In light of this it would be open to the ICJ to find that the precautionary principle has been accepted as being instrumental to the review of art VIII permits. It would therefore also be open to the Court to find that a failure to take the outcome of a review by the Scientific Committee or a subsequent resolution into consideration constitutes a failure to act in good faith in exercising the art VIII right. It is worth noting that this would fall short of imposing an obligation to adhere to the recommendations of the Scientific Committee or the IWC into art VIII. A consideration of whether a state has acted in good faith is case specific and is based upon multiple factors. It might be that a state considers the recommendations and chooses to alter or amend the proposal, or it might be that the state enters into dialogue with the Scientific Committee to further prove why the permits are justified. Either way, the outcome is conditional on the circumstances and the approach that the Scientific Committee and IWC choose to take.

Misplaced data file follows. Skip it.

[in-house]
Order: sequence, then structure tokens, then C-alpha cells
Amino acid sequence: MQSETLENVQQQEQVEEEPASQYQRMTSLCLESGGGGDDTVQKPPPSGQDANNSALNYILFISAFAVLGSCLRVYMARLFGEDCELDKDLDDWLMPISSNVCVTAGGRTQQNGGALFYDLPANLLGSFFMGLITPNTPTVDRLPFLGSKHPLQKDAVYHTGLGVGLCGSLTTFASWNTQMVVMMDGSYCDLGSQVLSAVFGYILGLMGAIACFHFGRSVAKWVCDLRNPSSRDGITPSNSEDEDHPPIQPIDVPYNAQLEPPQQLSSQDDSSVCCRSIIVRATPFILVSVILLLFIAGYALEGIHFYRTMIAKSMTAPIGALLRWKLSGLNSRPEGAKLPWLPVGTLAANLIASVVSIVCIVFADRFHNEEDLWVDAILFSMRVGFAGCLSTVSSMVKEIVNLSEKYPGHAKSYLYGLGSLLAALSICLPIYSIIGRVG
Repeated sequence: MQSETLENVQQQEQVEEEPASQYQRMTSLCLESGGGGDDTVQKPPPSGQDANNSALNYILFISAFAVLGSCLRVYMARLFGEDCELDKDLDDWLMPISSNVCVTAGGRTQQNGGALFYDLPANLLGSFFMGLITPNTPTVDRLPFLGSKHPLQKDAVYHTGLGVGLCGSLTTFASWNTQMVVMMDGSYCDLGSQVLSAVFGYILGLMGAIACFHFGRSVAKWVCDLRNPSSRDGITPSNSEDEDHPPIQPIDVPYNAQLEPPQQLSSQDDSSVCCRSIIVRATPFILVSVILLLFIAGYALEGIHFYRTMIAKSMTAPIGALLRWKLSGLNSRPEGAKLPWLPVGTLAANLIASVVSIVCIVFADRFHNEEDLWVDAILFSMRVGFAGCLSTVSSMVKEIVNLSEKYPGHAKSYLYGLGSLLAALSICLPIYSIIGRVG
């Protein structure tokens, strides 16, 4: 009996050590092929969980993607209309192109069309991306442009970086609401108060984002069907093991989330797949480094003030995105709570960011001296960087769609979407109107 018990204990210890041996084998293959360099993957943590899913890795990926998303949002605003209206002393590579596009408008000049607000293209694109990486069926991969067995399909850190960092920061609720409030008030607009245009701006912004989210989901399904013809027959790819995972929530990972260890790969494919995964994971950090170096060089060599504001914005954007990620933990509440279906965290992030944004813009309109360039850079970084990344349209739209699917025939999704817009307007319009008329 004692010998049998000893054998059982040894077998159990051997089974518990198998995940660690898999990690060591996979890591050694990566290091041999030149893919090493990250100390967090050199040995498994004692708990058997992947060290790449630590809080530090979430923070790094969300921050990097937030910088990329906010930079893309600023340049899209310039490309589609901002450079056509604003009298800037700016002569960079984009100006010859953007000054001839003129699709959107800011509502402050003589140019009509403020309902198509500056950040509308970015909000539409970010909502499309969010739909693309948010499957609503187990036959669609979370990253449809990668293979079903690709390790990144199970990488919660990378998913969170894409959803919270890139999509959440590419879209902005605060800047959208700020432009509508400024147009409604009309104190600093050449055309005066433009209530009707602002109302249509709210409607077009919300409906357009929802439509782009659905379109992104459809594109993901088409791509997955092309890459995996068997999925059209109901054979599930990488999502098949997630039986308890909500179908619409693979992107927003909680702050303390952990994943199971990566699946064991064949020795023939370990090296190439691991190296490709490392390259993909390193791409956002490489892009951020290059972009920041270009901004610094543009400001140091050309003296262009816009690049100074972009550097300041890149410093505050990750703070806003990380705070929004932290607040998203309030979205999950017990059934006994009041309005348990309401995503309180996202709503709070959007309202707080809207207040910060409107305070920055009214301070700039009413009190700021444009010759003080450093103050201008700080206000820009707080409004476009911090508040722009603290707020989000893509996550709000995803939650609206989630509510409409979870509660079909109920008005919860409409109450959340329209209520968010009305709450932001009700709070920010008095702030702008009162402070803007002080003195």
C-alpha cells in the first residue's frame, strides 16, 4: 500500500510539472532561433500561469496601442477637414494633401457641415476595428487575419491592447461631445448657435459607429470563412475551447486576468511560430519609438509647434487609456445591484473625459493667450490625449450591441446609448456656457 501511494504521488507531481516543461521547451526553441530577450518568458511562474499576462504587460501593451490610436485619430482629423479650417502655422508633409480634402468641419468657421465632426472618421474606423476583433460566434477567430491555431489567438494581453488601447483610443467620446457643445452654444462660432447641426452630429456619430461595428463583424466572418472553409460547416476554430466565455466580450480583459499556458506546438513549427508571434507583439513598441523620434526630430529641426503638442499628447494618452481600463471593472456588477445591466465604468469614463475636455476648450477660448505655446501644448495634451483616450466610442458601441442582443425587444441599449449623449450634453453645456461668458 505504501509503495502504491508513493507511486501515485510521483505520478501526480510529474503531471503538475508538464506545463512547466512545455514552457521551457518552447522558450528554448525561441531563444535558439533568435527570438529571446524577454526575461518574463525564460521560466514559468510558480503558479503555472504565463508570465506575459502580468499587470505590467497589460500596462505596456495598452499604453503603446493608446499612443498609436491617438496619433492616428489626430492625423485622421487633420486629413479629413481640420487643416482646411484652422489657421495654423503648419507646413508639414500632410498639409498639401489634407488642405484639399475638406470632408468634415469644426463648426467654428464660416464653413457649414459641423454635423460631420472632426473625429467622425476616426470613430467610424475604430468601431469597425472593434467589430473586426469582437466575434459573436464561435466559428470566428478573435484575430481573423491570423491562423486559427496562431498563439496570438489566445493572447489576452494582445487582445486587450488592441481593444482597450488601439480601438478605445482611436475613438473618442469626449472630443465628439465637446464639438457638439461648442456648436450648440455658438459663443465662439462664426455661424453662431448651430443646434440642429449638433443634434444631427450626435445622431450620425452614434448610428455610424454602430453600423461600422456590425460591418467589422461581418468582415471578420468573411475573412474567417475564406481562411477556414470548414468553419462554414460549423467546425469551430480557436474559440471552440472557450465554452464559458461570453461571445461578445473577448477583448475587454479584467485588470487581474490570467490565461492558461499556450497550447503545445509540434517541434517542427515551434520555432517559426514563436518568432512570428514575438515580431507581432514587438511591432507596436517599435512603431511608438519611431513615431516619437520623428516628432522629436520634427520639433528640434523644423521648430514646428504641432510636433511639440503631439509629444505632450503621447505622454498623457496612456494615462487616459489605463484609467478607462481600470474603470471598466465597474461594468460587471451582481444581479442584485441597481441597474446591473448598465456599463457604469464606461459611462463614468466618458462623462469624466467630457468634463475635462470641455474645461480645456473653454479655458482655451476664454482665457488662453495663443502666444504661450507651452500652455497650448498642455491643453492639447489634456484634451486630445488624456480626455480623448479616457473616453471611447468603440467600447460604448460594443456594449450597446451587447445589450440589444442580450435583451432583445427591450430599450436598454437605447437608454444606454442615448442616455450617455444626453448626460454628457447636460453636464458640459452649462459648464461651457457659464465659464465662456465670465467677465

It is the view of this author that an interpretation of art VIII that acknowledges the right of states to grant permits, but which also recognises that this right is not unfettered, represents the most accurate interpretation of art VIII under the art 31 of the VCLT rules. Not only does this interpretation align with an ordinary meaning of the words read in their context but it is further supported by the object and purpose of the ICRW. Whether it is indirectly via the concerns of the IWC or more directly through the application of the precautionary principle, all of the factors discussed above reflect, in varying degrees, a need to ensure the protection and development of whale populations. The ICRW aims to achieve a dual purpose, namely the conservation of whale stocks for future generations and the development of the whale industry. Both of these aims would be frustrated if states could unilaterally grant scientific permits for any number of whales from any species without consideration of any restrictions or guidelines.